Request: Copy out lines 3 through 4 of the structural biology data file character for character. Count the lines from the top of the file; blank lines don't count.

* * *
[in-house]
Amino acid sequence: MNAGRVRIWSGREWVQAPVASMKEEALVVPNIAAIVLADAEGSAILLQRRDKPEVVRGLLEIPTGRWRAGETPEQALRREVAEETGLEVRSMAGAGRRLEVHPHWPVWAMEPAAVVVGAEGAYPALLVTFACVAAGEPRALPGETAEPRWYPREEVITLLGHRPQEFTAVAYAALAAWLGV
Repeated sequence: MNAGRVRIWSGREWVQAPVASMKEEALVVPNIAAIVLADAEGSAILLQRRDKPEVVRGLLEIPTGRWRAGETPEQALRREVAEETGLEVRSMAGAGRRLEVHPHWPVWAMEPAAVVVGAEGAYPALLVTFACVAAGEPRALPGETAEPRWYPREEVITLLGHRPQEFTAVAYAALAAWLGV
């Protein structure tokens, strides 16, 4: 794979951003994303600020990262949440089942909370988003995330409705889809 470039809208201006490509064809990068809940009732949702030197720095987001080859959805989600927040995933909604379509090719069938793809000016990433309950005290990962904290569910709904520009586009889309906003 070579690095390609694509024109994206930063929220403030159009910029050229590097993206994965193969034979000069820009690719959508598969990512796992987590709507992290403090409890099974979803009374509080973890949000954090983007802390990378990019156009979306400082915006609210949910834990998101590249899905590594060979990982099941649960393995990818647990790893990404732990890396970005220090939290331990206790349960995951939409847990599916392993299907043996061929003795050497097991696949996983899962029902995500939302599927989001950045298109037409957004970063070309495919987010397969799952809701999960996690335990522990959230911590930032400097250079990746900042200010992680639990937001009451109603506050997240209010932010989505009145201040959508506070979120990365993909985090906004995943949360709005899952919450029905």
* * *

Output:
Repeated sequence: MNAGRVRIWSGREWVQAPVASMKEEALVVPNIAAIVLADAEGSAILLQRRDKPEVVRGLLEIPTGRWRAGETPEQALRREVAEETGLEVRSMAGAGRRLEVHPHWPVWAMEPAAVVVGAEGAYPALLVTFACVAAGEPRALPGETAEPRWYPREEVITLLGHRPQEFTAVAYAALAAWLGV
């Protein structure tokens, strides 16, 4: 794979951003994303600020990262949440089942909370988003995330409705889809 470039809208201006490509064809990068809940009732949702030197720095987001080859959805989600927040995933909604379509090719069938793809000016990433309950005290990962904290569910709904520009586009889309906003 070579690095390609694509024109994206930063929220403030159009910029050229590097993206994965193969034979000069820009690719959508598969990512796992987590709507992290403090409890099974979803009374509080973890949000954090983007802390990378990019156009979306400082915006609210949910834990998101590249899905590594060979990982099941649960393995990818647990790893990404732990890396970005220090939290331990206790349960995951939409847990599916392993299907043996061929003795050497097991696949996983899962029902995500939302599927989001950045298109037409957004970063070309495919987010397969799952809701999960996690335990522990959230911590930032400097250079990746900042200010992680639990937001009451109603506050997240209010932010989505009145201040959508506070979120990365993909985090906004995943949360709005899952919450029905």